Since President Obama was re-elected with great help from Latino voters, he has taken care to repeatedly call for comprehensive immigration reform. In his inaugural address, during a talk on the topic in Nevada, and in his State of the Union speech, Obama repeatedly said he wanted to pass legislation to bring an estimated 11 to 12 million undocumented people in the United States out of the shadows. “We must act,” Obama declared. “We cannot afford to delay.”
Indeed, the cost of inaction so far has been great. More than 1.5 million people have been deported under Obama’s watch. At this rate, it is estimated the United States will have removed more people in the past six years than all of those deported before 1997.
For many immigrant families this translates into a daily reality in which they live in constant fear. In one of countless examples, Guatemalan-born Edi Arma, a Phoenix, Ariz. resident, recently shared his story on Democracy Now! of being confronted in his driveway by several agents from Immigration and Customs Enforcement (ICE) as he prepared to take his U.S.-born children to school. His 11-year-old son Jose witnessed the incident and recalled that “when I was trying to say goodbye, they pushed me, and I fell on the ground.” Arma was eventually released with help from a local congressman, and given one year to continue working in this country before he faces deportation once again.
Closer to home, 19-year-old Brooklyn resident Janna Hakim recently described watching her mother be taken away by ICE after living in the United States for more than 20 years. “Every word my mother told me about this country I believed,” said the Palestinian Muslim American college student, “until she was ripped away from me and my siblings.” Hakim’s mother was deported after being held for three months in a detention center in New Jersey, and is now limited to caring for her three children by telephone from Ramallah.
So it was a welcome surprise for many when a bipartisan group of U.S. senators recently declared 2013 the year of immigration reform. They released a set of guiding principles that provide a path to legal residency for many of the country’s 11 to 12 million undocumented immigrants that includes many of the criteria outlined in the chart below.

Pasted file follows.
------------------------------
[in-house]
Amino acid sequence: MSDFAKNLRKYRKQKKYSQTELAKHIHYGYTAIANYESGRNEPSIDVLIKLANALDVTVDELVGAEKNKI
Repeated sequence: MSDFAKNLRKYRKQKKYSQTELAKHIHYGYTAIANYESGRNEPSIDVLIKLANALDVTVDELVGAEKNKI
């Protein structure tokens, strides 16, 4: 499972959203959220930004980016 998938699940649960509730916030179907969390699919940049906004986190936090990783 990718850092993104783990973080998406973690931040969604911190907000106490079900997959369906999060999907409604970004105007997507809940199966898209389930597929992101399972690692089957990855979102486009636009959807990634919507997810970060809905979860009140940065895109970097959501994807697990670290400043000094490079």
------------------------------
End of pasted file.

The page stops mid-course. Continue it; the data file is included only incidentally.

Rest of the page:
The president followed the next day with his own announcement that largely mirrored the proposal, and even improved on it by dropping the border security “trigger” that would require a panel of politicians to declare the border secure before enabling movement on the path to citizenship. But a close look at these proposals reveals this path is incredibly narrow, and could leave millions in the situation faced by the Arma and Hakim families.
“We call on President Obama and Congress to propose concrete legislation that leads to the immediate removal of unnecessary barriers to citizenship,” says Arturo Carmona, executive director of Presente.org.
He says these barriers include English language proficiency requirements that until now have only been required for naturalization, unfair employment verification that could be used to exploit workers instead of to ensure their rights, and hefty fees and fines in order to “earn” legalization.
Beyond these concerns, the framework proposed by Congress and Obama so far is ultimately still one that continues to criminalize immigrants — calling on more border security even though such enforcement already has an $18 billion budget — larger than the combined budgets of the FBI, the Marshals Service, the Secret Service, the Drug Enforcement Administration, and the Bureau of Alcohol, Tobacco and Firearms.
Meanwhile, far from the U.S.-Mexico border, thousands of immigrants continue to be drawn into a dragnet meant to target criminals that instead has resulted in the detention and removal of people who come into contact with police after looking for help, or being stopped for minor traffic infractions.
“Immigrants are not the enemy, yet programs such as Secure Communities have unnecessarily vilified domestic violence victims, entrepreneurs and family members,” says New York City Councilmember Jumaane Williams, himself a child of Caribbean immigrants. Williams has also called for better conditions in detention centers, both public and private.
All of this comes as key Republicans have begun to push back on any path to citizenship. Sen. Jeff Sessions (R-Ala.) said after Obama’s State of the Union address that the president’s “plan meets the desire of businesses for low-wage foreign workers while doing nothing to protect struggling American workers.” Sessions sits on the Senate Judiciary Committee, which will shape any immigration legislation. Critics say the measures he and other conservatives support would amount to a guest worker program in which migrants could be forced into poor working conditions for limited amounts of time before they were required to return to their home countries.
For now, the focus of immigrant advocates is to gain momentum to achieve the best possible outcome for as many — not as few — as possible. A massive rally is planned for April 10 in Washington, D.C., falling on the seventh anniversary of the last great upsurge in immigrant rights protests in 2006.
“We’ve been working toward this moment for a long time, building the immigrant electorate, highlighting the injustices of our immigration system, not giving up against great odds,” says Chung-Wha Hong, executive director of the New York Immigration Coalition. “That persistence has paid off; there’s movement in Washington after years of partisan gridlock on the issue.”
But the fight is clearly not over yet.
Renée Feltz is a producer at Democracy Now!.